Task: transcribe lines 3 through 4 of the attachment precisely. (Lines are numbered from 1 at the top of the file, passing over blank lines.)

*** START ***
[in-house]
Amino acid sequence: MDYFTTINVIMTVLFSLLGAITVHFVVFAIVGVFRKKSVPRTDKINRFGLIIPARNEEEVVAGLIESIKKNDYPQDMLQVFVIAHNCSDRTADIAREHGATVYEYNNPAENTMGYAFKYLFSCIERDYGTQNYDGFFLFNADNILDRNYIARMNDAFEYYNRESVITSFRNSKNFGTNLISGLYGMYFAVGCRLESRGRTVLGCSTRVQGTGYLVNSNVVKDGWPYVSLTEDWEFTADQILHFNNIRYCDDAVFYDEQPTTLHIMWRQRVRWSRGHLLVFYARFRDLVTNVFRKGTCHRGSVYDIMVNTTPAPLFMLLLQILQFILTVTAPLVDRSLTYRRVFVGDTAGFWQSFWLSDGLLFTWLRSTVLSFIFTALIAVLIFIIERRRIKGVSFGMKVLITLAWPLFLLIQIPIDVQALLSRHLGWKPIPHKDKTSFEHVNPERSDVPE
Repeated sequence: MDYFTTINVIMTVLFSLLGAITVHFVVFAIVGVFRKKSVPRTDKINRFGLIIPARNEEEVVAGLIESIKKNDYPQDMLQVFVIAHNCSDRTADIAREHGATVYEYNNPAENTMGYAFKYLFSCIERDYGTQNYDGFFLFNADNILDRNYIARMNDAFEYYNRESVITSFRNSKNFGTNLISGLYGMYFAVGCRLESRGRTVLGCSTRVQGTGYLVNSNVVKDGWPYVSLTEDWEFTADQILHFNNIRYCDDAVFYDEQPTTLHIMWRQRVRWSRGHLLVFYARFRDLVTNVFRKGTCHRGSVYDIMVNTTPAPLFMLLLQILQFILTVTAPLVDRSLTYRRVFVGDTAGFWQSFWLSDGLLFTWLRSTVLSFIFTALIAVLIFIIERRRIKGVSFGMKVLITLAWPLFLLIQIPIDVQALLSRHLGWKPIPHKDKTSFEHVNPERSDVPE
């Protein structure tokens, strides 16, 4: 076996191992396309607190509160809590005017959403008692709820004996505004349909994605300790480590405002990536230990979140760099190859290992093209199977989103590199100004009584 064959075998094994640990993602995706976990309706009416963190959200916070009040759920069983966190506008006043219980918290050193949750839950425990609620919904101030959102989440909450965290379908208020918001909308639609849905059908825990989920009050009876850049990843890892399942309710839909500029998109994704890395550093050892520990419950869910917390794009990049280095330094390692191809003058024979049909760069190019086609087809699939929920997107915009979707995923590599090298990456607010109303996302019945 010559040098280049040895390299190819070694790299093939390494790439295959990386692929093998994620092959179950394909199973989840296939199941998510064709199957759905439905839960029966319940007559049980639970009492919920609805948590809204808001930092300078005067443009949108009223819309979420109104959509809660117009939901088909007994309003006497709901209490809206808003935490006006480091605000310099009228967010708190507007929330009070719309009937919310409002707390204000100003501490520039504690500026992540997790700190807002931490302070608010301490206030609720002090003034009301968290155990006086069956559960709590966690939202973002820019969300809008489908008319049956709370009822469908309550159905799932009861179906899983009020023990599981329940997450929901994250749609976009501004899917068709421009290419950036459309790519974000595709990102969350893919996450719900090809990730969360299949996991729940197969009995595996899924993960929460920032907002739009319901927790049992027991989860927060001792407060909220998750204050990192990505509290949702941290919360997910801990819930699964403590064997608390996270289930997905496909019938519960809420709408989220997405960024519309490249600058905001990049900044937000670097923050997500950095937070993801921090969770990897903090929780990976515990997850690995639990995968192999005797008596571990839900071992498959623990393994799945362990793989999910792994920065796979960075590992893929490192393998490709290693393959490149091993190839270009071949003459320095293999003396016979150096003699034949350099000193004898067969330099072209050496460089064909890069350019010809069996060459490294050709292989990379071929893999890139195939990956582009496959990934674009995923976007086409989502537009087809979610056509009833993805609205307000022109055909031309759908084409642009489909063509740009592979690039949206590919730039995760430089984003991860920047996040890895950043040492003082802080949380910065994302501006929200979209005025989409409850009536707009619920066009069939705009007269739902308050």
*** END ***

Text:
Repeated sequence: MDYFTTINVIMTVLFSLLGAITVHFVVFAIVGVFRKKSVPRTDKINRFGLIIPARNEEEVVAGLIESIKKNDYPQDMLQVFVIAHNCSDRTADIAREHGATVYEYNNPAENTMGYAFKYLFSCIERDYGTQNYDGFFLFNADNILDRNYIARMNDAFEYYNRESVITSFRNSKNFGTNLISGLYGMYFAVGCRLESRGRTVLGCSTRVQGTGYLVNSNVVKDGWPYVSLTEDWEFTADQILHFNNIRYCDDAVFYDEQPTTLHIMWRQRVRWSRGHLLVFYARFRDLVTNVFRKGTCHRGSVYDIMVNTTPAPLFMLLLQILQFILTVTAPLVDRSLTYRRVFVGDTAGFWQSFWLSDGLLFTWLRSTVLSFIFTALIAVLIFIIERRRIKGVSFGMKVLITLAWPLFLLIQIPIDVQALLSRHLGWKPIPHKDKTSFEHVNPERSDVPE
């Protein structure tokens, strides 16, 4: 076996191992396309607190509160809590005017959403008692709820004996505004349909994605300790480590405002990536230990979140760099190859290992093209199977989103590199100004009584 064959075998094994640990993602995706976990309706009416963190959200916070009040759920069983966190506008006043219980918290050193949750839950425990609620919904101030959102989440909450965290379908208020918001909308639609849905059908825990989920009050009876850049990843890892399942309710839909500029998109994704890395550093050892520990419950869910917390794009990049280095330094390692191809003058024979049909760069190019086609087809699939929920997107915009979707995923590599090298990456607010109303996302019945 010559040098280049040895390299190819070694790299093939390494790439295959990386692929093998994620092959179950394909199973989840296939199941998510064709199957759905439905839960029966319940007559049980639970009492919920609805948590809204808001930092300078005067443009949108009223819309979420109104959509809660117009939901088909007994309003006497709901209490809206808003935490006006480091605000310099009228967010708190507007929330009070719309009937919310409002707390204000100003501490520039504690500026992540997790700190807002931490302070608010301490206030609720002090003034009301968290155990006086069956559960709590966690939202973002820019969300809008489908008319049956709370009822469908309550159905799932009861179906899983009020023990599981329940997450929901994250749609976009501004899917068709421009290419950036459309790519974000595709990102969350893919996450719900090809990730969360299949996991729940197969009995595996899924993960929460920032907002739009319901927790049992027991989860927060001792407060909220998750204050990192990505509290949702941290919360997910801990819930699964403590064997608390996270289930997905496909019938519960809420709408989220997405960024519309490249600058905001990049900044937000670097923050997500950095937070993801921090969770990897903090929780990976515990997850690995639990995968192999005797008596571990839900071992498959623990393994799945362990793989999910792994920065796979960075590992893929490192393998490709290693393959490149091993190839270009071949003459320095293999003396016979150096003699034949350099000193004898067969330099072209050496460089064909890069350019010809069996060459490294050709292989990379071929893999890139195939990956582009496959990934674009995923976007086409989502537009087809979610056509009833993805609205307000022109055909031309759908084409642009489909063509740009592979690039949206590919730039995760430089984003991860920047996040890895950043040492003082802080949380910065994302501006929200979209005025989409409850009536707009619920066009069939705009007269739902308050």